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Lauren Jackson

Homecoming Aerosol Art

None Dare Call It Graffiti


It would be an understatement to say homecoming celebrations are, as a rule, mindless fun. This can be a great relief. However, it wasn’t entirely true of this year’s dance.

In preparation, Santa Barbara High School held an aerosol art (a.k.a. graffiti) competition on Tuesday, October 6, in which students decorated plywood boards to display at the event. The idea came from the theme of the dance, “City Lights.” The Associated Student Body (ASB) needed a design element. This was an easy solution and a way to use student art. The homecoming officers also had the goal of bringing everyone together.

Maren Schiffer

Camille Phillips, ASB treasurer, said of the process, “Our initial reasoning behind having [the competition] was to fill an empty hallway with decorations. As we continued preparations, though, our motives changed to include bringing the school together in a new and unique way.” It seems all of the officers shared a heretofore unspoken motivation to involve the entire school this time around. The idea of graffiti art attracts almost any young adult: It is urban, rebellious, and often aesthetically interesting. It was a way to mesh different ethnicities and personality types together.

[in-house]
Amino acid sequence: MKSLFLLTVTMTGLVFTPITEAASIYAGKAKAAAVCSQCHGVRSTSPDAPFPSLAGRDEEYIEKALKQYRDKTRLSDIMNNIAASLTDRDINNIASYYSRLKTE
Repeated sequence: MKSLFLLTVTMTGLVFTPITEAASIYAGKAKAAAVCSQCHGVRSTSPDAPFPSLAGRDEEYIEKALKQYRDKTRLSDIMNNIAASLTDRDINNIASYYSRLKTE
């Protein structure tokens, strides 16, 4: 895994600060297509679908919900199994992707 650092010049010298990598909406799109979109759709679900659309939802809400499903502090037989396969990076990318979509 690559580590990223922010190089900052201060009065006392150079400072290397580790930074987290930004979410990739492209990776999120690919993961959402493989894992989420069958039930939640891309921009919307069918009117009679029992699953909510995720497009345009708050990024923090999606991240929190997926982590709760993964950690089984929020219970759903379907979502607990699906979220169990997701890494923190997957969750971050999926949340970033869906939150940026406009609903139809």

The name aerosol art, versus graffiti art, was pitched because of the controversy “graffiti” holds. The administration could not advocate an act that violates school property daily; countless walls have been graffitied, painted over, and graffitied again.. But can it advocate the art form itself? Yes, because in this case the intentions and results were only positive. Of course, one could argue that without rebellion the art form loses much of its raw substance, that part of its charm is the dare-devil act.

That is why the competition was so amazing: The art didn’t lose its charm. It was endearing in different ways, like the way it united diverse students, brought a creative edge to a traditional celebration, and promoted the dance so that more students came. Just by looking at the competition’s crowd I could see that the idea would fulfill its purpose. Interest, talent, diversity, and genuine enjoyment were all present. A controversial element turned out, simply stated, to be a success.

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